• a system which oppresses people because of their gender, race, class, sexuality and physical ability is the same one which oppresses nature. Therefore, ecofeminists believe that the systems of patriarchy, colonialism and capitalism are responsible for the exploitation and oppression of both women and nature.

Ecofeminism offers us not only a way of making sense of the world around us, but it also offers values and a practice of living which challenges oppression. In particular, it challenges the globalisation of dominant Western and white male knowledge which often violently undermines local indigenous knowledge systems.

African ecofeminism is a political movement for systemic change

At the very heart of ecofeminism lies a challenge to all forms of unequal power. It is about changing from a way of living and seeing that is based on “power over” to one based on care and responsibility (“power with and power to”), including by creating solidarity between the environmental and the feminist movements, because ecofeminists believe both groups fight against the same broader framework of oppression.

African Ecofeminism, as an inclusive movement, involves analyses of problems at systemic level together with the strategic and political alliances which support the collective activism that defines the movement. Thus, it asserts that the current environmental crisis has been caused by the modern ways of producing food and other products, by how energy is produced, and the consumption habits of the rich, mainly in the developed world. The environmental crisis cannot be solved if the capitalist, patriarchal and extractivist development system is not transformed.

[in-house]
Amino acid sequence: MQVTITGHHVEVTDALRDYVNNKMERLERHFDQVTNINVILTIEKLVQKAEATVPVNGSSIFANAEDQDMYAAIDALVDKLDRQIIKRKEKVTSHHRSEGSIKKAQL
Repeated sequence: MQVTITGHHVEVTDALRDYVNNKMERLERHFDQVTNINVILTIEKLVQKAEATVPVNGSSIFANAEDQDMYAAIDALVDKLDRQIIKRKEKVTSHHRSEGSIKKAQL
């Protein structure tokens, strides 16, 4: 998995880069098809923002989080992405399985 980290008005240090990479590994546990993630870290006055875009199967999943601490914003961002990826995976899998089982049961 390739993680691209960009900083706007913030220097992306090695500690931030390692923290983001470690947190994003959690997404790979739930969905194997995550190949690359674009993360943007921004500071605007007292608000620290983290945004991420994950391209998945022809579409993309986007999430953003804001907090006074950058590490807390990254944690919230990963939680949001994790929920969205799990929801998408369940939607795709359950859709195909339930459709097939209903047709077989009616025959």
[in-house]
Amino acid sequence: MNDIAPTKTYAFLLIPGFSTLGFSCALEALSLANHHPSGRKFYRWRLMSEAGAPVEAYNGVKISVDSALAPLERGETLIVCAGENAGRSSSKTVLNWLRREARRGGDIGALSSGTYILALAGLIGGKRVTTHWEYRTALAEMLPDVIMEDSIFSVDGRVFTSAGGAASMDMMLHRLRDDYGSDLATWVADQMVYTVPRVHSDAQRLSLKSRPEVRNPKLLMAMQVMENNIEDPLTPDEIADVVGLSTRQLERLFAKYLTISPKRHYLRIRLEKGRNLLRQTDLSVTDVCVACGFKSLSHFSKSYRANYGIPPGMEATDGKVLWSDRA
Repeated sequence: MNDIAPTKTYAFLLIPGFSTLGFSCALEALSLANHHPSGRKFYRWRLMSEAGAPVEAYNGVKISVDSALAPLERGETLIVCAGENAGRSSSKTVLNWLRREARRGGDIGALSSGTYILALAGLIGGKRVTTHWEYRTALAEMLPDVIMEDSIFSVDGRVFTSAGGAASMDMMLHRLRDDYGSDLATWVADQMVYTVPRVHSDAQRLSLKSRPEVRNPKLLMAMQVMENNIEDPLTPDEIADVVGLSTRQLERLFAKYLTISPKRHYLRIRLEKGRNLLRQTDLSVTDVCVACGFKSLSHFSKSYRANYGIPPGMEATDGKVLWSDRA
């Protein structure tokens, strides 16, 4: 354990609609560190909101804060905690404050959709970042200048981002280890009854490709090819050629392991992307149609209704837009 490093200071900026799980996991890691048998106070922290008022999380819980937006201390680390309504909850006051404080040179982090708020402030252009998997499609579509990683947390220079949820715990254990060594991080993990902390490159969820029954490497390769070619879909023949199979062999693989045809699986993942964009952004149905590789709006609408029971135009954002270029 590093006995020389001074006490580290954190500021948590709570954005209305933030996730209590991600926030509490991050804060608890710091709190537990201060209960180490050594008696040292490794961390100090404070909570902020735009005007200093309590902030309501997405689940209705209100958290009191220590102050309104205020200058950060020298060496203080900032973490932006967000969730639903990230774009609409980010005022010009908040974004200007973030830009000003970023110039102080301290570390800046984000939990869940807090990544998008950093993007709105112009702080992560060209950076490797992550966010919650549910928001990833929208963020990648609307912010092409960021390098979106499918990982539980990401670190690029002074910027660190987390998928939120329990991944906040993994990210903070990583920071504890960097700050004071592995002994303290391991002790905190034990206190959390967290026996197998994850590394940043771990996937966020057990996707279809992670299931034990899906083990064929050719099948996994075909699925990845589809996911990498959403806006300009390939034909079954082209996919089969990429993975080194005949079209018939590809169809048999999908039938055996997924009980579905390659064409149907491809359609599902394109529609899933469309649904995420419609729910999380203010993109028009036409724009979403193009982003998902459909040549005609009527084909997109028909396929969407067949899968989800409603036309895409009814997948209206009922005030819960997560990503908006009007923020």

The African ecofeminist movement calls for an end to all forms of oppression, arguing that there can be no successful liberation of women or any other oppressed group without the liberation of nature too. Therefore, women, peasant and other indigenous groups who have a close relationship to the land and nature cannot live decent lives if there is environmental degradation, pollution and other harmful activities on the environment.